Carrie Wolf Bragonier, FNSBSD Diversity Committee Member
To me, diversity means learning. There are so many ways we can be different, but if we’re open to our differences and explore them, we learn from one another. A side-effect of this learning is empathy and understanding.
My love of diversity came through studying foreign languages and living in other countries. I studied Spanish, then German, then Russian, then Spanish again. I lived in Germany, Russia, England, and Guatemala. My love of diversity also came from teaching English to speaker of other languages. I taught in Russia, New York, China, and Alaska. Seeing the world through someone else’s language was like sunlight. It exposed my own culture and language and gave me warmth. I want others to experience these bright, warm, “learning” rays—that’s why I joined the Diversity Committee.
Alyssa Quintyne, FNSBSD Diversity Committee Member
Diversity for me is how we honor, value, welcome, celebrate, and remember our histories, cultures, identities, and all the things that make us, us. Diversity is the embodiment of who we are and who we want to be as people. In our community, we are extremely diverse. We all have vastly different backgrounds, stories, lessons, and perspectives. And diversity is having the privilege to be able to highlight and lend space to all of those different perspectives and backgrounds in a way that values and celebrates them respectively. When it comes to our youth, young adults, our teachers, and administrators, I think it is equally important to welcome and celebrate who they are as their whole selves and foster that sense of self and communal love and trust.
I joined the Diversity Committee because I saw an opportunity to highlight the different voices of our students and staff in the policies and projects the District works on. I felt I had an insight on how to connect our student body with our administration, and how to engage our community more with the District. The FNSBSD has always had a mission to improve and advance the impact of equitable and inclusive policies. I wanted to be able to assist in that process and offer that advocacy to our community on how we can grow, learn, and move forward together.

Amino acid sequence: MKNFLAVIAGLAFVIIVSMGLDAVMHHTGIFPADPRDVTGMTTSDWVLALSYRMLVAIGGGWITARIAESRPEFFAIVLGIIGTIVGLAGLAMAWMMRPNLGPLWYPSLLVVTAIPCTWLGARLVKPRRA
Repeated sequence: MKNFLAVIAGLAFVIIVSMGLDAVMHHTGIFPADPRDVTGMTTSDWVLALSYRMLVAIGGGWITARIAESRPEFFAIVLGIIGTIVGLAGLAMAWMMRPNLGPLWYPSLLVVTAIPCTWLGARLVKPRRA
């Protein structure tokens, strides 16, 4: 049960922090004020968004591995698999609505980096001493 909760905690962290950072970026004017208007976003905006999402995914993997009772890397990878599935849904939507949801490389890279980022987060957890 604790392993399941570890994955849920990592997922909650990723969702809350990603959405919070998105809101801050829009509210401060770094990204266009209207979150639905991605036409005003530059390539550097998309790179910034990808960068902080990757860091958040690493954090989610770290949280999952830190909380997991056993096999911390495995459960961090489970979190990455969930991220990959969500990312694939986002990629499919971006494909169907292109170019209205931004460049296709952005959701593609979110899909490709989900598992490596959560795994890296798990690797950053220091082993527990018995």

Jazzanne Gordon-Fretwell, FNSBSD Diversity Committee Member
My name is Jazzanne Gordon-Fretwell, but everyone just calls me Jazz. I have a very diverse background in my family, both immediate and extended. We come from very different backgrounds and as we have children they have become a reflection of that. Wish I could show you my family photos! I am a community member of the FNSBSD Diversity Committee and have been for the past 4 years.
For me diversity means recognizing the individual differences of each person, acknowledging and respecting that each person is unique in their own way and has something to contribute.
Marilyn Russell, FNSBSD Diversity Committee Member
What does Diversity mean to me/Marilyn? To wit: Diversity intrigues me. I welcome it. Whether it be ideas, people, cultures, points of view, traditions, material things, I’m curious to explore! Diversity to me is an eclectic mix of people, things, thoughts, attitudes. It is a variety, perhaps opposites and/or things that go together. Some say it’s God’s paintbrush — it’s groupings. Diversity is a joy! How boring life would be if there weren’t diversity in every part of life. Think mixture — like jelly beans. Do you only like one flavor?
Why am I on the Diversity Committee? To wit: I want to make a difference. We all want a civil society. Working with a group of people who care about addressing our community’s diversity and needs, I trust that we’ll collaborate on issues and more… toward a better, more open/accepting community.